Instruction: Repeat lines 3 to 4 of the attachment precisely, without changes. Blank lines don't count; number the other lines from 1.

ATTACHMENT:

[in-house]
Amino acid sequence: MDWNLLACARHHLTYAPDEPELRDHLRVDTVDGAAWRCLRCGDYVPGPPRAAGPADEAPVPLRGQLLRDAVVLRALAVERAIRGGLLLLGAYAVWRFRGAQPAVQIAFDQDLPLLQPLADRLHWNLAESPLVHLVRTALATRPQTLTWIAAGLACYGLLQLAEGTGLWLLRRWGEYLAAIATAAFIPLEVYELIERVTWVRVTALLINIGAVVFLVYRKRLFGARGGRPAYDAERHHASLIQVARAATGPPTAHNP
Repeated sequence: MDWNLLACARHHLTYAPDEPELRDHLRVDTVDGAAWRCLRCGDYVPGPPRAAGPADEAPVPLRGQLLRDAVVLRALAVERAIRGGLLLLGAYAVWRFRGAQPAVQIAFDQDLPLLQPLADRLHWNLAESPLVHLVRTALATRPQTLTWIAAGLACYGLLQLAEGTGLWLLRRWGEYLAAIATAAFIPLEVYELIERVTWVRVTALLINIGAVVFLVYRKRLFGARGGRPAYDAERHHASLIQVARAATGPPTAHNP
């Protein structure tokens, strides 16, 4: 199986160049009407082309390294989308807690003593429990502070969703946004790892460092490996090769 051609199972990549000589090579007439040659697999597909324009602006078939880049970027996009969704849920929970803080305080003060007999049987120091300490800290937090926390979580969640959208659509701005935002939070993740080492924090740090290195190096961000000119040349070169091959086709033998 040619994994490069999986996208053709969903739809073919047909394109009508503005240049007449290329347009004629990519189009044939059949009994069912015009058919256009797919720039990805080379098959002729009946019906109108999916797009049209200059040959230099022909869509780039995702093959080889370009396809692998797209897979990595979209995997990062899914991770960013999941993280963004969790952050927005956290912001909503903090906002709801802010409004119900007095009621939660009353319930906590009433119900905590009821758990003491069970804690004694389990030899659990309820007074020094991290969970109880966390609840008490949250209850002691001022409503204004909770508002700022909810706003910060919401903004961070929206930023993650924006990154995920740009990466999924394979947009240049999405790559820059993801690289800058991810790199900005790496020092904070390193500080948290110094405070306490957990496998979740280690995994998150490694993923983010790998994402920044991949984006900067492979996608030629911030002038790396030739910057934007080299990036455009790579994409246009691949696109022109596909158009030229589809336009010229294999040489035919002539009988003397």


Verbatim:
Repeated sequence: MDWNLLACARHHLTYAPDEPELRDHLRVDTVDGAAWRCLRCGDYVPGPPRAAGPADEAPVPLRGQLLRDAVVLRALAVERAIRGGLLLLGAYAVWRFRGAQPAVQIAFDQDLPLLQPLADRLHWNLAESPLVHLVRTALATRPQTLTWIAAGLACYGLLQLAEGTGLWLLRRWGEYLAAIATAAFIPLEVYELIERVTWVRVTALLINIGAVVFLVYRKRLFGARGGRPAYDAERHHASLIQVARAATGPPTAHNP
């Protein structure tokens, strides 16, 4: 199986160049009407082309390294989308807690003593429990502070969703946004790892460092490996090769 051609199972990549000589090579007439040659697999597909324009602006078939880049970027996009969704849920929970803080305080003060007999049987120091300490800290937090926390979580969640959208659509701005935002939070993740080492924090740090290195190096961000000119040349070169091959086709033998 040619994994490069999986996208053709969903739809073919047909394109009508503005240049007449290329347009004629990519189009044939059949009994069912015009058919256009797919720039990805080379098959002729009946019906109108999916797009049209200059040959230099022909869509780039995702093959080889370009396809692998797209897979990595979209995997990062899914991770960013999941993280963004969790952050927005956290912001909503903090906002709801802010409004119900007095009621939660009353319930906590009433119900905590009821758990003491069970804690004694389990030899659990309820007074020094991290969970109880966390609840008490949250209850002691001022409503204004909770508002700022909810706003910060919401903004961070929206930023993650924006990154995920740009990466999924394979947009240049999405790559820059993801690289800058991810790199900005790496020092904070390193500080948290110094405070306490957990496998979740280690995994998150490694993923983010790998994402920044991949984006900067492979996608030629911030002038790396030739910057934007080299990036455009790579994409246009691949696109022109596909158009030229589809336009010229294999040489035919002539009988003397």